In the last three months, assignments have taken me to northeast Uganda and the Chaco region of Argentina and Bolivia. In both locales, change is afoot – those who have tilled the lands for decades and those who work with them say that conditions are different. Something is happening and it’s not good.
“Seco, seco, seco,” is one refrain I heard in Bolivia. Dry, dry, dry.
Sure, some of the change is due to specific practices that are endangering the land. In Bolivia, for example, roaming cattle are causing problems when they eat sparsely available vegetation. When combined with the changes in climate, the results are land erosion and less-than-optimal conditions for planting.
“If you took the plants (that still do exist) away, this place would be a desert,” said Angelo Lozano, a forester by training and now program coordinator with CERDET, our partner in Bolivia. He and I were looking at the results of land erosion in one corner of the Gran Chaco region, the world’s largest dry forest and a place where CWS is working alongside rural (and largely indigenous) communities that have long felt the weight of poverty, inequality and, now, changes in the land.
Guido Cortez, CERDET’s director, amplified this: “The old people are clear: they know the climate is changing. They could once tell when a planting season would be dry or wet, and could plan their planting.”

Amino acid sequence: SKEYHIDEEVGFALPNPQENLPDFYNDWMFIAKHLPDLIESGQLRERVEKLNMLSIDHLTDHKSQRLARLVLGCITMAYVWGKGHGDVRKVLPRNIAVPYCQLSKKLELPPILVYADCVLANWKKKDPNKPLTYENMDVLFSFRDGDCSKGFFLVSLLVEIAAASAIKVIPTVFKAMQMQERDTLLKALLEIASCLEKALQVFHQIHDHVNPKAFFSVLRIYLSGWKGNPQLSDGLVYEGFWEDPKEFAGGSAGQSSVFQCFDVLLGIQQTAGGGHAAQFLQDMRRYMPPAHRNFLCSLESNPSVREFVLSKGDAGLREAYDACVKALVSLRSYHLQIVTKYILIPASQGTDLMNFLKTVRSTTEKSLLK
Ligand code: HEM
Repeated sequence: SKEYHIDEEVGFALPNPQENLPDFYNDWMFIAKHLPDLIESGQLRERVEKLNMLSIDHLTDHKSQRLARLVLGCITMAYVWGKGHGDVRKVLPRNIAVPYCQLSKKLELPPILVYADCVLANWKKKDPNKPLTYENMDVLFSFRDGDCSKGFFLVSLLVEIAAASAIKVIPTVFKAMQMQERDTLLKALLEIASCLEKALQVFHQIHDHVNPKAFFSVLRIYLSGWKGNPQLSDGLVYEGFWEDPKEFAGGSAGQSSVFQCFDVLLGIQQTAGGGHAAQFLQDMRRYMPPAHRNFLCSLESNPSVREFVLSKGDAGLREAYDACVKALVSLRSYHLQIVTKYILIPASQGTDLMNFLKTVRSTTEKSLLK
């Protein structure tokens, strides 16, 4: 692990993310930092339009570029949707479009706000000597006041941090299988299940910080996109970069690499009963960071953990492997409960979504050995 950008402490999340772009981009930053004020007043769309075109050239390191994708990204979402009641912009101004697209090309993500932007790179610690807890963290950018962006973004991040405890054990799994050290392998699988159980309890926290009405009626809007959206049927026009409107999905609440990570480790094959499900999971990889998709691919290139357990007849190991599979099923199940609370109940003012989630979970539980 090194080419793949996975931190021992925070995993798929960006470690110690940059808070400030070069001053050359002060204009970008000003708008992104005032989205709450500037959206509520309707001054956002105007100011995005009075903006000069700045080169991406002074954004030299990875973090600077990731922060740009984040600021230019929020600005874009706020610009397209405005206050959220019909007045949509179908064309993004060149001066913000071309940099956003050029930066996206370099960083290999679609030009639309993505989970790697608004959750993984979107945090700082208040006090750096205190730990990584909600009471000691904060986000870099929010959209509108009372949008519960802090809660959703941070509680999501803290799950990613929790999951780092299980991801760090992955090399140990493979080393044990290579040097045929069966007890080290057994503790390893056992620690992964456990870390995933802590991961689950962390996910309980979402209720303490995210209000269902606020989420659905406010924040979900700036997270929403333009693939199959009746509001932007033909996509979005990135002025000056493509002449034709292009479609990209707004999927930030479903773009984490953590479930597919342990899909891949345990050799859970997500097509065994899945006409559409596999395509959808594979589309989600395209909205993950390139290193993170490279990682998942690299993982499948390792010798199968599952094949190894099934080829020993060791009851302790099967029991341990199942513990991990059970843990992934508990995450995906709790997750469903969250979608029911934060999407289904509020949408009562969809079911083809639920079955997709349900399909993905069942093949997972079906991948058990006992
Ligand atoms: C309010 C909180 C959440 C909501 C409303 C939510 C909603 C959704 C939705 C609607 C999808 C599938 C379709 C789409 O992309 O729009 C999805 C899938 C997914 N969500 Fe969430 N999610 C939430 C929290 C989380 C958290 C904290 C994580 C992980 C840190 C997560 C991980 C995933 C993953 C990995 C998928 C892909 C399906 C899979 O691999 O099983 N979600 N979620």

Now, they have to adapt to a new, uncertain and potentially perilous world.
That’s becoming a global refrain – which is why over the next week, the world’s attention will be focused (we hope) on the need for changes that will ease, and perhaps reverse, the results of climate change.
Next week, the United Nations here in New York will host an historic climate change summit at which UN Secretary General Ban Ki-moon will seek concrete commitments by political leaders and heads of state to reduce reductions in fuel and gas emissions in their respective countries. Next year, in Paris, world leaders will meet to take that a step further and adopt a legally binding document to respond to climate change.
As a prelude to this year’s event, a massive climate change march on Sunday, Sept. 21, here in New York will, its organizers hope, galvanize public support for change and action on the climate change issue. As organizers are saying, it is time to send a message to the U.S. government – that there is a need for bold and ambitious leadership on the climate issue before it’s too late.
As part of the events, faith leaders are also gathering here for a two-day interfaith summit on climate change; representatives of CWS will be attending.
John L. McCullough, CWS’s President and CEO, has said this about climate change: “This is a human-made problem that cries out for a human solution in the form of fully engaged leaders, advocates and ordinary citizens working together to save our planet from the devastation of climate change.”
“By taking action we can ensure that as stewards of God’s creation our voices will be heard in the halls of power when policymakers debate the common good” – and that includes our brothers and sisters in Africa and South America.
Chris Herlinger is CWS’s senior writer.